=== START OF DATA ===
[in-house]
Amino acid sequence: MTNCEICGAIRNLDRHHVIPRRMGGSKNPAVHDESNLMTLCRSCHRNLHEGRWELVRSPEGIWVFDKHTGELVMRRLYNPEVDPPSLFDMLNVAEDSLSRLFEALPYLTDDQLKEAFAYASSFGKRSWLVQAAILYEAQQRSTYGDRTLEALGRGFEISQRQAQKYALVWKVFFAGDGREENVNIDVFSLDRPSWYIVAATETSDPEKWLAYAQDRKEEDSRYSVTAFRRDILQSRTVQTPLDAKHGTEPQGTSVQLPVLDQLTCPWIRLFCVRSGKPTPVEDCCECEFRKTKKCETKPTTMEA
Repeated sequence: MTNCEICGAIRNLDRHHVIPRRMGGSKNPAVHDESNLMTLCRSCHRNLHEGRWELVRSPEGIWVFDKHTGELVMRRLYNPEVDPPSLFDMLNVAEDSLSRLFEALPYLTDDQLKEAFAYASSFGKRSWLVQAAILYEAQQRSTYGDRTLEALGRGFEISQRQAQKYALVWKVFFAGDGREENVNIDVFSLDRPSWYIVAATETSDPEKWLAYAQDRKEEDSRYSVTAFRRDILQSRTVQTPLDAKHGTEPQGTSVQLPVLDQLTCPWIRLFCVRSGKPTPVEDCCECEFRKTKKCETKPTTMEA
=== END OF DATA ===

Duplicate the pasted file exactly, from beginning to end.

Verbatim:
[in-house]
Amino acid sequence: MTNCEICGAIRNLDRHHVIPRRMGGSKNPAVHDESNLMTLCRSCHRNLHEGRWELVRSPEGIWVFDKHTGELVMRRLYNPEVDPPSLFDMLNVAEDSLSRLFEALPYLTDDQLKEAFAYASSFGKRSWLVQAAILYEAQQRSTYGDRTLEALGRGFEISQRQAQKYALVWKVFFAGDGREENVNIDVFSLDRPSWYIVAATETSDPEKWLAYAQDRKEEDSRYSVTAFRRDILQSRTVQTPLDAKHGTEPQGTSVQLPVLDQLTCPWIRLFCVRSGKPTPVEDCCECEFRKTKKCETKPTTMEA
Repeated sequence: MTNCEICGAIRNLDRHHVIPRRMGGSKNPAVHDESNLMTLCRSCHRNLHEGRWELVRSPEGIWVFDKHTGELVMRRLYNPEVDPPSLFDMLNVAEDSLSRLFEALPYLTDDQLKEAFAYASSFGKRSWLVQAAILYEAQQRSTYGDRTLEALGRGFEISQRQAQKYALVWKVFFAGDGREENVNIDVFSLDRPSWYIVAATETSDPEKWLAYAQDRKEEDSRYSVTAFRRDILQSRTVQTPLDAKHGTEPQGTSVQLPVLDQLTCPWIRLFCVRSGKPTPVEDCCECEFRKTKKCETKPTTMEA